So, it’s not a crime easily solved unless the thief is caught red handed. If caught, the penalties are quite lax so there’s very little deterrent to not continue stealing packages. Some penalties can be described as a minor hassle.
In truth, the penalties for a driver, no matter which type of warehouse they drive for, with too many “Amazon package not received” complaints are more significant than the penalties for the thief.
Some customers have taken it upon themselves to defend against porch pirates by leaving “bait packages” out specifically for an unwitting thief to take. These packages are usually filled with some terrible prize such as dog feces or dead mice. A few crafty customers have managed to rig the package to spray the contents all over the thief.
Police will also leave “bait packages” with some random item in it so the thief doesn’t suspect it may be bait but inside the item will be a GPS tracker.
Another way packages go missing is a mistaken address. We all hate to admit mistakes, but sometimes they happen.
You may not even realize you’ve made a mistake and sometimes it’s really not your fault. The GPS pin may be in the wrong location or the customer didn’t provide the entire address.
That said, it’s always in your best interest to double check and if you’re unsure, look up the address on Google or call the customer. In addition, use a reliable GPS like Google Maps or Waze.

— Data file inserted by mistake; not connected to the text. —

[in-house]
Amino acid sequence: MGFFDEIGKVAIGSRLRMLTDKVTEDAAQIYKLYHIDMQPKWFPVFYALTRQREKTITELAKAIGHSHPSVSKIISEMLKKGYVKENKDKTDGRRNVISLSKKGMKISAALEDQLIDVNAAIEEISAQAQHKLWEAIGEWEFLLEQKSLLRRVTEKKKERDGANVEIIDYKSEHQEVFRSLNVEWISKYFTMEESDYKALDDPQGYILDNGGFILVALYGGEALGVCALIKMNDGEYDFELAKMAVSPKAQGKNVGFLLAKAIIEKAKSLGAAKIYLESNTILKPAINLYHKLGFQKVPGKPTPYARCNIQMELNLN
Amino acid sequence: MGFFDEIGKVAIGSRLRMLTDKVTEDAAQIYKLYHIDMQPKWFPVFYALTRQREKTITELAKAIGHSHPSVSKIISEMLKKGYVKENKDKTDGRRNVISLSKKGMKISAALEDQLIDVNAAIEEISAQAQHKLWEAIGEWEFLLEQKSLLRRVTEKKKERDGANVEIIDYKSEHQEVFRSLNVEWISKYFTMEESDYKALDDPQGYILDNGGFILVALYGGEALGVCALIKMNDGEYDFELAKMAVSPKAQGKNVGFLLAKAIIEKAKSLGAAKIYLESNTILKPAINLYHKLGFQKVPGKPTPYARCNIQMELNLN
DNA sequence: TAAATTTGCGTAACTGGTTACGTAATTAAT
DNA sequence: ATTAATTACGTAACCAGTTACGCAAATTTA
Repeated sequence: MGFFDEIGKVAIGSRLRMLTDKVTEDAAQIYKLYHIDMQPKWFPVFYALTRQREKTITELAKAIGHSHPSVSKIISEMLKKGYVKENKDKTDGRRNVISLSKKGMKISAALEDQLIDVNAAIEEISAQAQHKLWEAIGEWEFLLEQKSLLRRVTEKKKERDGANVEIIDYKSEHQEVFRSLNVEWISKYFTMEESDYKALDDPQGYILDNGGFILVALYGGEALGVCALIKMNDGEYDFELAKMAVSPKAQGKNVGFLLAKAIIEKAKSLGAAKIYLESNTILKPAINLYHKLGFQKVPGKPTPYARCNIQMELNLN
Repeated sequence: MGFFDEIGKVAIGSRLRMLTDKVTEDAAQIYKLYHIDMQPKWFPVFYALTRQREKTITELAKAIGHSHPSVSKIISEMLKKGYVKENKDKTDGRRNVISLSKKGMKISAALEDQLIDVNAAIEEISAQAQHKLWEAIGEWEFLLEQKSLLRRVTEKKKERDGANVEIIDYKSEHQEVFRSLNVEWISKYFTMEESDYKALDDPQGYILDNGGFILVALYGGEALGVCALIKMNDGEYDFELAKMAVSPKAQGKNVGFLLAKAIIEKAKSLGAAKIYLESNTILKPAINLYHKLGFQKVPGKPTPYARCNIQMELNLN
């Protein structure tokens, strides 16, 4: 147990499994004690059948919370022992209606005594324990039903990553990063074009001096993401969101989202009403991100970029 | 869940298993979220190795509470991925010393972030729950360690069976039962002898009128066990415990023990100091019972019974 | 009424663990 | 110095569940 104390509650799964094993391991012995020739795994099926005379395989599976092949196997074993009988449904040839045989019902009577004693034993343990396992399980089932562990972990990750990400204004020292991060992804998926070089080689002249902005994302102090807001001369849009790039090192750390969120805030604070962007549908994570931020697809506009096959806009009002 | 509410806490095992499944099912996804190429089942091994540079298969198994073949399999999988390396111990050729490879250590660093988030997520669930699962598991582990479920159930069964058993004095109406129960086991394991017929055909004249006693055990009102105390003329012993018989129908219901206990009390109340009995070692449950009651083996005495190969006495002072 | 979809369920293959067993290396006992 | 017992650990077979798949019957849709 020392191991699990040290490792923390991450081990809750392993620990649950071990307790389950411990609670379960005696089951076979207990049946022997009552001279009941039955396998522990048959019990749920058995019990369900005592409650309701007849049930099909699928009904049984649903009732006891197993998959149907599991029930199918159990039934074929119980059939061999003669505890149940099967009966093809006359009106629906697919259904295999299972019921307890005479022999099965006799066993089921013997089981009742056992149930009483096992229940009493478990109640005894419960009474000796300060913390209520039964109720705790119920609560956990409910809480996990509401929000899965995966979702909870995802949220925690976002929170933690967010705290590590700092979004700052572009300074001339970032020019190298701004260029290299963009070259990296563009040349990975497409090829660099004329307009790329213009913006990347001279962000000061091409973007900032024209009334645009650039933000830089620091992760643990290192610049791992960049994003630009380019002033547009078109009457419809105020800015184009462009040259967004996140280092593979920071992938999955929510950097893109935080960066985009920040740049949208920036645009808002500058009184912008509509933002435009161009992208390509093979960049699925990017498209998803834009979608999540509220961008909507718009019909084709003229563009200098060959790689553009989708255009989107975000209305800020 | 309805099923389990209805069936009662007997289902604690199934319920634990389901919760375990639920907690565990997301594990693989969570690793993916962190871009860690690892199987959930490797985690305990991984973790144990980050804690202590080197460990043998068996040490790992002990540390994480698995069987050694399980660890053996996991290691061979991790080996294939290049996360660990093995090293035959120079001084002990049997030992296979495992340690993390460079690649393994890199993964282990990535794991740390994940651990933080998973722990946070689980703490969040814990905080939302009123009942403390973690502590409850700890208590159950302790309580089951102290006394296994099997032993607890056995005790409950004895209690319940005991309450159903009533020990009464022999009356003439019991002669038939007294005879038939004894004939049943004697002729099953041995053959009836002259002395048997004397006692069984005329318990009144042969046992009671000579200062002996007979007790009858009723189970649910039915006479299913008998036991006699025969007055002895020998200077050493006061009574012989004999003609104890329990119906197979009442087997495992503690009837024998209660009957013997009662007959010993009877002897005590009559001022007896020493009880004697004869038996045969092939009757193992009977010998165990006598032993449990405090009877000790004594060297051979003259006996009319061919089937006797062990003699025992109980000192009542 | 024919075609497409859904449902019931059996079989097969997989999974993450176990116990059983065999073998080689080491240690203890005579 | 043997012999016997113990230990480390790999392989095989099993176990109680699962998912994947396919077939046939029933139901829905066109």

Then there’s probably the most frustrating and angering reason a package goes missing, a dishonest customer. In May 2017, three people from Indiana were accused of scamming Amazon out of 1.2 million dollars worth of products which they sold on the black market.
Dishonest customers will claim the package was never received but in truth, they just want a replacement for free – two for the price of one! There’s usually no consequence for the customer unless it becomes a pattern but for the Flex driver, the consequence may be deactivation.
Your Best Defenses
Your first line of defense against “Amazon package not received” complaints is to be aware of your surroundings. If you consistently see the same vehicle passing you, and it’s not another Flex driver (it happens), you might consider retracing your steps to see if packages have, in fact, gone missing.
If you notice there are packages missing, and you’re rather certain it has not been received by the customer, report it to the police. To aid in their investigation, give the authorities any pictures or dash cam footage of suspicious vehicles.
If you’re unable to retrace your steps and you notice a suspicious vehicle, take a quick lunch break. Porch pirates get bored easily and will likely not be willing to wait out your meal.